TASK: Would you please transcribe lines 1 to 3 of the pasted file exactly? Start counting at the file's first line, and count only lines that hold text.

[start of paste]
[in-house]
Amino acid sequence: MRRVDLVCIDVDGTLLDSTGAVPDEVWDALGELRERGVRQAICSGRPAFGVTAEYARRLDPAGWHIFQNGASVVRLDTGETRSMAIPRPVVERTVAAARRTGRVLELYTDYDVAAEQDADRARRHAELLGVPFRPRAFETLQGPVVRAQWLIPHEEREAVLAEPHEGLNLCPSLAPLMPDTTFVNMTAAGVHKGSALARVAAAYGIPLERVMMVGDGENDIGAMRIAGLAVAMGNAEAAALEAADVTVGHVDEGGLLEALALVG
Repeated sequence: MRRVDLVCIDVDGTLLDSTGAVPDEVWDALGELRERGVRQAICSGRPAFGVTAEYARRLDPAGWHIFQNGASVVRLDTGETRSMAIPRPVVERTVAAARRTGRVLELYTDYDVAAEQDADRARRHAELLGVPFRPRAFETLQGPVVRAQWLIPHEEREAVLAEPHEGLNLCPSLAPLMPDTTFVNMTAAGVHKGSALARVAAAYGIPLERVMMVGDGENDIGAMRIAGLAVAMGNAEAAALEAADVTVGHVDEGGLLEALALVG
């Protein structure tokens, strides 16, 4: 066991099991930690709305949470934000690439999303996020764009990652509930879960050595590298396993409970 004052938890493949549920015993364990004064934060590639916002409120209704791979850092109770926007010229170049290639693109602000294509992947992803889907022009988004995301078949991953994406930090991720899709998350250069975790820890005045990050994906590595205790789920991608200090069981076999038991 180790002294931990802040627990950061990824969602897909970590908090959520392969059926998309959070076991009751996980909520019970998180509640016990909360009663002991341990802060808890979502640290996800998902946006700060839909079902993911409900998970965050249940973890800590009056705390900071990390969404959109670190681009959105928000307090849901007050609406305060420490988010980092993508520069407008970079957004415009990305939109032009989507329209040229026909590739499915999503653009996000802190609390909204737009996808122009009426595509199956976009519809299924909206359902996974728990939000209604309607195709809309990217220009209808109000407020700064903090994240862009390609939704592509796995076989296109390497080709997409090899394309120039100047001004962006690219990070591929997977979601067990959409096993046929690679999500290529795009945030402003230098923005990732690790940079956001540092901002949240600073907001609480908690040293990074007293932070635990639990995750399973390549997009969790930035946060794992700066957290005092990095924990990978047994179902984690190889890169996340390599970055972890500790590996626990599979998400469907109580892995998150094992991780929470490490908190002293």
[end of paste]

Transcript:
[in-house]
Amino acid sequence: MRRVDLVCIDVDGTLLDSTGAVPDEVWDALGELRERGVRQAICSGRPAFGVTAEYARRLDPAGWHIFQNGASVVRLDTGETRSMAIPRPVVERTVAAARRTGRVLELYTDYDVAAEQDADRARRHAELLGVPFRPRAFETLQGPVVRAQWLIPHEEREAVLAEPHEGLNLCPSLAPLMPDTTFVNMTAAGVHKGSALARVAAAYGIPLERVMMVGDGENDIGAMRIAGLAVAMGNAEAAALEAADVTVGHVDEGGLLEALALVG
Repeated sequence: MRRVDLVCIDVDGTLLDSTGAVPDEVWDALGELRERGVRQAICSGRPAFGVTAEYARRLDPAGWHIFQNGASVVRLDTGETRSMAIPRPVVERTVAAARRTGRVLELYTDYDVAAEQDADRARRHAELLGVPFRPRAFETLQGPVVRAQWLIPHEEREAVLAEPHEGLNLCPSLAPLMPDTTFVNMTAAGVHKGSALARVAAAYGIPLERVMMVGDGENDIGAMRIAGLAVAMGNAEAAALEAADVTVGHVDEGGLLEALALVG